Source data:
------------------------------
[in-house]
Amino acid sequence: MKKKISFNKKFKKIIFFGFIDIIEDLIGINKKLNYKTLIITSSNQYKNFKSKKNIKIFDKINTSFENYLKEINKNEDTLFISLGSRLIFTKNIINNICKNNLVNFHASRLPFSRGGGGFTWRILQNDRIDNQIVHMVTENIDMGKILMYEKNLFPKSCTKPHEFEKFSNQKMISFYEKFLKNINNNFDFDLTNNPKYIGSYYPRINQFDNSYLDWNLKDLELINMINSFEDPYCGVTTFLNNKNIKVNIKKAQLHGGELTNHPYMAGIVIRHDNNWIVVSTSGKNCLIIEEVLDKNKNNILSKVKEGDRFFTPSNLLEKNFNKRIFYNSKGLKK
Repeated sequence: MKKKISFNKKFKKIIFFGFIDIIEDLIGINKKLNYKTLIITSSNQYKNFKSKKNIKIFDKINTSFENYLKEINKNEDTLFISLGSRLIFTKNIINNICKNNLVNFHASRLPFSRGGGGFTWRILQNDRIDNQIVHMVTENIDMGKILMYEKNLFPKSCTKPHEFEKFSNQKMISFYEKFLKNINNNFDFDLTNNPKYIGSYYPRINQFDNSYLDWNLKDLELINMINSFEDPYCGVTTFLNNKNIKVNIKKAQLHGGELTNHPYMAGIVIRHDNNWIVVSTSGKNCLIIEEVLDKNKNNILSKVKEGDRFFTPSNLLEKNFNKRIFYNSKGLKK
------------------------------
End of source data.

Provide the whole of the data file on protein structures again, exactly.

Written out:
[in-house]
Amino acid sequence: MKKKISFNKKFKKIIFFGFIDIIEDLIGINKKLNYKTLIITSSNQYKNFKSKKNIKIFDKINTSFENYLKEINKNEDTLFISLGSRLIFTKNIINNICKNNLVNFHASRLPFSRGGGGFTWRILQNDRIDNQIVHMVTENIDMGKILMYEKNLFPKSCTKPHEFEKFSNQKMISFYEKFLKNINNNFDFDLTNNPKYIGSYYPRINQFDNSYLDWNLKDLELINMINSFEDPYCGVTTFLNNKNIKVNIKKAQLHGGELTNHPYMAGIVIRHDNNWIVVSTSGKNCLIIEEVLDKNKNNILSKVKEGDRFFTPSNLLEKNFNKRIFYNSKGLKK
Repeated sequence: MKKKISFNKKFKKIIFFGFIDIIEDLIGINKKLNYKTLIITSSNQYKNFKSKKNIKIFDKINTSFENYLKEINKNEDTLFISLGSRLIFTKNIINNICKNNLVNFHASRLPFSRGGGGFTWRILQNDRIDNQIVHMVTENIDMGKILMYEKNLFPKSCTKPHEFEKFSNQKMISFYEKFLKNINNNFDFDLTNNPKYIGSYYPRINQFDNSYLDWNLKDLELINMINSFEDPYCGVTTFLNNKNIKVNIKKAQLHGGELTNHPYMAGIVIRHDNNWIVVSTSGKNCLIIEEVLDKNKNNILSKVKEGDRFFTPSNLLEKNFNKRIFYNSKGLKK